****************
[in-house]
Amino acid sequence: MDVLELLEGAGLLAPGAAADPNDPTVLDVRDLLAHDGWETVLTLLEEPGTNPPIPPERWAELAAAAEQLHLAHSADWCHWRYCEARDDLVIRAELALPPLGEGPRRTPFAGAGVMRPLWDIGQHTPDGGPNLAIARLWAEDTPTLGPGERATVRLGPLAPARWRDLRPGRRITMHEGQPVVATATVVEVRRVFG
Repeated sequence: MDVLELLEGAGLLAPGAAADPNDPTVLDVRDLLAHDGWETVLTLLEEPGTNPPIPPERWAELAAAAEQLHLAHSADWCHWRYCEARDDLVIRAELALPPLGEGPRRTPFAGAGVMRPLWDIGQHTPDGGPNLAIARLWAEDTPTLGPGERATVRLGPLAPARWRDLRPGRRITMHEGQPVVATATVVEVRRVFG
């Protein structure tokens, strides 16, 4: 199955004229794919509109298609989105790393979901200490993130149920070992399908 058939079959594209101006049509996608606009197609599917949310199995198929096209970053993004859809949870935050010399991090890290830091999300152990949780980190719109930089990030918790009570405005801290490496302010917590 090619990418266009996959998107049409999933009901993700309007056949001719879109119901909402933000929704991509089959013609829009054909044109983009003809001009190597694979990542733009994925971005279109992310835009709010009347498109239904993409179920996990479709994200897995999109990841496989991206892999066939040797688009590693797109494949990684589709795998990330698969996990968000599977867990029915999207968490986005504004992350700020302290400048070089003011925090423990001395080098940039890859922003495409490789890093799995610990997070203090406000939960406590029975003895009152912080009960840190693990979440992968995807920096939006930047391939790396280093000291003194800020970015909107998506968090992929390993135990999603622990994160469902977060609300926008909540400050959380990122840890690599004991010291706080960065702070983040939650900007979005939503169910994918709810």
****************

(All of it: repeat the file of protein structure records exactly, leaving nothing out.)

[in-house]
Amino acid sequence: MDVLELLEGAGLLAPGAAADPNDPTVLDVRDLLAHDGWETVLTLLEEPGTNPPIPPERWAELAAAAEQLHLAHSADWCHWRYCEARDDLVIRAELALPPLGEGPRRTPFAGAGVMRPLWDIGQHTPDGGPNLAIARLWAEDTPTLGPGERATVRLGPLAPARWRDLRPGRRITMHEGQPVVATATVVEVRRVFG
Repeated sequence: MDVLELLEGAGLLAPGAAADPNDPTVLDVRDLLAHDGWETVLTLLEEPGTNPPIPPERWAELAAAAEQLHLAHSADWCHWRYCEARDDLVIRAELALPPLGEGPRRTPFAGAGVMRPLWDIGQHTPDGGPNLAIARLWAEDTPTLGPGERATVRLGPLAPARWRDLRPGRRITMHEGQPVVATATVVEVRRVFG
């Protein structure tokens, strides 16, 4: 199955004229794919509109298609989105790393979901200490993130149920070992399908 058939079959594209101006049509996608606009197609599917949310199995198929096209970053993004859809949870935050010399991090890290830091999300152990949780980190719109930089990030918790009570405005801290490496302010917590 090619990418266009996959998107049409999933009901993700309007056949001719879109119901909402933000929704991509089959013609829009054909044109983009003809001009190597694979990542733009994925971005279109992310835009709010009347498109239904993409179920996990479709994200897995999109990841496989991206892999066939040797688009590693797109494949990684589709795998990330698969996990968000599977867990029915999207968490986005504004992350700020302290400048070089003011925090423990001395080098940039890859922003495409490789890093799995610990997070203090406000939960406590029975003895009152912080009960840190693990979440992968995807920096939006930047391939790396280093000291003194800020970015909107998506968090992929390993135990999603622990994160469902977060609300926008909540400050959380990122840890690599004991010291706080960065702070983040939650900007979005939503169910994918709810």